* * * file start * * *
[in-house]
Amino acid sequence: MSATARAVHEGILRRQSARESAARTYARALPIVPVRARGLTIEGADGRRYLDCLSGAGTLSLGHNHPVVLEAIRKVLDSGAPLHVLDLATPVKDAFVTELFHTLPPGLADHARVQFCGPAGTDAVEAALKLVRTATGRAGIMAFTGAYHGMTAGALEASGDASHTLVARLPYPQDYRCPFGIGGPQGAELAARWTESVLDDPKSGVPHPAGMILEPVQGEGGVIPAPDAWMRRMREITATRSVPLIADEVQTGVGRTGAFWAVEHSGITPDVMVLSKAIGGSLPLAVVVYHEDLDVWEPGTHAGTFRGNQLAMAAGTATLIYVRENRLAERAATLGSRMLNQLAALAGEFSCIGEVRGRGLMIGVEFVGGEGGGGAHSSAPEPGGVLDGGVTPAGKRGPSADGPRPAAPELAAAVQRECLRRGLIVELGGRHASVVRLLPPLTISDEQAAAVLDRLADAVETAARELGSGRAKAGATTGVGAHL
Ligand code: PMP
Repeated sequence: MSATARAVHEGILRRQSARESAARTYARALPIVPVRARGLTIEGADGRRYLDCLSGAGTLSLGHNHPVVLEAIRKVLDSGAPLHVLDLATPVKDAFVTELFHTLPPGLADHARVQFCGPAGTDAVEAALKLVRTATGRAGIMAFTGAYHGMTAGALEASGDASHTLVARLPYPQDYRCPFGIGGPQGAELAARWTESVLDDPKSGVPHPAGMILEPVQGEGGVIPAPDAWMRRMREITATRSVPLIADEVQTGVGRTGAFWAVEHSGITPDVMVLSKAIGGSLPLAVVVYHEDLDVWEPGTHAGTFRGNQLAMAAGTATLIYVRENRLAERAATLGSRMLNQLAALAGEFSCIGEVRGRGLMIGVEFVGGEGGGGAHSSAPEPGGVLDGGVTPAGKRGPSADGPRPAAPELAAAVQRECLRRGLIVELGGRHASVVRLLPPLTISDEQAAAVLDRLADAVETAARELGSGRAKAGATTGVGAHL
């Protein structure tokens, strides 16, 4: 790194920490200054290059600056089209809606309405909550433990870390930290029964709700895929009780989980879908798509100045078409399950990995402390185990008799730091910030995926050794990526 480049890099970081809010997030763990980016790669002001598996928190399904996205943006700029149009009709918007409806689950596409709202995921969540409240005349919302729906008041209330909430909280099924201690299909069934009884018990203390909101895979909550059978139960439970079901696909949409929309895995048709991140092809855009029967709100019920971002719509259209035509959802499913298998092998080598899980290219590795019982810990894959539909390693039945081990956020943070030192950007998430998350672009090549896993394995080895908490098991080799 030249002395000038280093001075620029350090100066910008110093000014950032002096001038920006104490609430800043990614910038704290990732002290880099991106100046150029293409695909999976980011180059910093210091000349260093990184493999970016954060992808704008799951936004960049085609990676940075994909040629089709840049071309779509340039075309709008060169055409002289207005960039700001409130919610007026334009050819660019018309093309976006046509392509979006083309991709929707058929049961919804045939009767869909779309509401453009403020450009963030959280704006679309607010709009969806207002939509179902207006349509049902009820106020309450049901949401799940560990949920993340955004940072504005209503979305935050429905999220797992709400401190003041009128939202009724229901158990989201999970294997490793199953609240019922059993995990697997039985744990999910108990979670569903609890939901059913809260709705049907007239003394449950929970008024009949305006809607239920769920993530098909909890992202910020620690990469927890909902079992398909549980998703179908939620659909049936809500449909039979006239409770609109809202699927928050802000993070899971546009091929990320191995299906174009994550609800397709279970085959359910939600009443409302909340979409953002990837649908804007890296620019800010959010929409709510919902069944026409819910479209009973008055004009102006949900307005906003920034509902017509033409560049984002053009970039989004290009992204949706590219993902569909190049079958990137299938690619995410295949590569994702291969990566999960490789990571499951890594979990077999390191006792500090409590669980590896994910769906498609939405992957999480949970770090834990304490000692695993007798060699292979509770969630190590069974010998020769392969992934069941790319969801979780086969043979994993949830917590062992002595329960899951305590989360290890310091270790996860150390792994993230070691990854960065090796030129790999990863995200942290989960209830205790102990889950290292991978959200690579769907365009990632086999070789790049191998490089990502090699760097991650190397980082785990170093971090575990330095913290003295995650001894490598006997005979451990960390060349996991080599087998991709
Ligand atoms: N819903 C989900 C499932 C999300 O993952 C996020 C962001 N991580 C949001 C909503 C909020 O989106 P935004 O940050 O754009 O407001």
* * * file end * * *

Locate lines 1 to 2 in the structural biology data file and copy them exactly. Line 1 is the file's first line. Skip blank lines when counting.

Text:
[in-house]
Amino acid sequence: MSATARAVHEGILRRQSARESAARTYARALPIVPVRARGLTIEGADGRRYLDCLSGAGTLSLGHNHPVVLEAIRKVLDSGAPLHVLDLATPVKDAFVTELFHTLPPGLADHARVQFCGPAGTDAVEAALKLVRTATGRAGIMAFTGAYHGMTAGALEASGDASHTLVARLPYPQDYRCPFGIGGPQGAELAARWTESVLDDPKSGVPHPAGMILEPVQGEGGVIPAPDAWMRRMREITATRSVPLIADEVQTGVGRTGAFWAVEHSGITPDVMVLSKAIGGSLPLAVVVYHEDLDVWEPGTHAGTFRGNQLAMAAGTATLIYVRENRLAERAATLGSRMLNQLAALAGEFSCIGEVRGRGLMIGVEFVGGEGGGGAHSSAPEPGGVLDGGVTPAGKRGPSADGPRPAAPELAAAVQRECLRRGLIVELGGRHASVVRLLPPLTISDEQAAAVLDRLADAVETAARELGSGRAKAGATTGVGAHL